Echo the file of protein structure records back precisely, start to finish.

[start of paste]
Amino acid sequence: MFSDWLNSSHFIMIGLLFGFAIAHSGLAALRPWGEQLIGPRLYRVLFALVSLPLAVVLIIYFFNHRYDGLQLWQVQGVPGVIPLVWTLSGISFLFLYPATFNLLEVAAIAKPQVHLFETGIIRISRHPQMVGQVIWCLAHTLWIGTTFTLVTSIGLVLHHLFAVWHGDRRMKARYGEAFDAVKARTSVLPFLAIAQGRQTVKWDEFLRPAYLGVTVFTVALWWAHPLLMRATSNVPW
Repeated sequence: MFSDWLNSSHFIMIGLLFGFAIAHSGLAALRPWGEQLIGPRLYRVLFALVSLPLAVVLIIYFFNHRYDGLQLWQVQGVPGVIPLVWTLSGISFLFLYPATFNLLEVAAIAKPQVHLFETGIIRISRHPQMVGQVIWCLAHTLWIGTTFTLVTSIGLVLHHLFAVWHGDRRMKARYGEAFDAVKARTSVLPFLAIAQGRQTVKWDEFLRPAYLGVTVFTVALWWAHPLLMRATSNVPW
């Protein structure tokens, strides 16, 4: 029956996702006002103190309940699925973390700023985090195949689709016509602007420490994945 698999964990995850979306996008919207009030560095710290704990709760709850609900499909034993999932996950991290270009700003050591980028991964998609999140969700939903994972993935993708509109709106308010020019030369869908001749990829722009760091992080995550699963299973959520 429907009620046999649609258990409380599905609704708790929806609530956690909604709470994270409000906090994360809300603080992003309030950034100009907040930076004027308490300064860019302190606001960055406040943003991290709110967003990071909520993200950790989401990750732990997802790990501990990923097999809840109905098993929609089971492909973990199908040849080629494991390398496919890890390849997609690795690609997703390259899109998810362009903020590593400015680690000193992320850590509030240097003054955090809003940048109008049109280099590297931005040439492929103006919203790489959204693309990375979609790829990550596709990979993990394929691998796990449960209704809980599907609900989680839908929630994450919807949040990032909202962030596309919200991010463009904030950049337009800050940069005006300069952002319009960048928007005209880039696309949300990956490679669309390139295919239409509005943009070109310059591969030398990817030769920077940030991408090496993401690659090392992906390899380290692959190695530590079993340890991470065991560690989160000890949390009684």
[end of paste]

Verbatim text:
Amino acid sequence: MFSDWLNSSHFIMIGLLFGFAIAHSGLAALRPWGEQLIGPRLYRVLFALVSLPLAVVLIIYFFNHRYDGLQLWQVQGVPGVIPLVWTLSGISFLFLYPATFNLLEVAAIAKPQVHLFETGIIRISRHPQMVGQVIWCLAHTLWIGTTFTLVTSIGLVLHHLFAVWHGDRRMKARYGEAFDAVKARTSVLPFLAIAQGRQTVKWDEFLRPAYLGVTVFTVALWWAHPLLMRATSNVPW
Repeated sequence: MFSDWLNSSHFIMIGLLFGFAIAHSGLAALRPWGEQLIGPRLYRVLFALVSLPLAVVLIIYFFNHRYDGLQLWQVQGVPGVIPLVWTLSGISFLFLYPATFNLLEVAAIAKPQVHLFETGIIRISRHPQMVGQVIWCLAHTLWIGTTFTLVTSIGLVLHHLFAVWHGDRRMKARYGEAFDAVKARTSVLPFLAIAQGRQTVKWDEFLRPAYLGVTVFTVALWWAHPLLMRATSNVPW
């Protein structure tokens, strides 16, 4: 029956996702006002103190309940699925973390700023985090195949689709016509602007420490994945 698999964990995850979306996008919207009030560095710290704990709760709850609900499909034993999932996950991290270009700003050591980028991964998609999140969700939903994972993935993708509109709106308010020019030369869908001749990829722009760091992080995550699963299973959520 429907009620046999649609258990409380599905609704708790929806609530956690909604709470994270409000906090994360809300603080992003309030950034100009907040930076004027308490300064860019302190606001960055406040943003991290709110967003990071909520993200950790989401990750732990997802790990501990990923097999809840109905098993929609089971492909973990199908040849080629494991390398496919890890390849997609690795690609997703390259899109998810362009903020590593400015680690000193992320850590509030240097003054955090809003940048109008049109280099590297931005040439492929103006919203790489959204693309990375979609790829990550596709990979993990394929691998796990449960209704809980599907609900989680839908929630994450919807949040990032909202962030596309919200991010463009904030950049337009800050940069005006300069952002319009960048928007005209880039696309949300990956490679669309390139295919239409509005943009070109310059591969030398990817030769920077940030991408090496993401690659090392992906390899380290692959190695530590079993340890991470065991560690989160000890949390009684």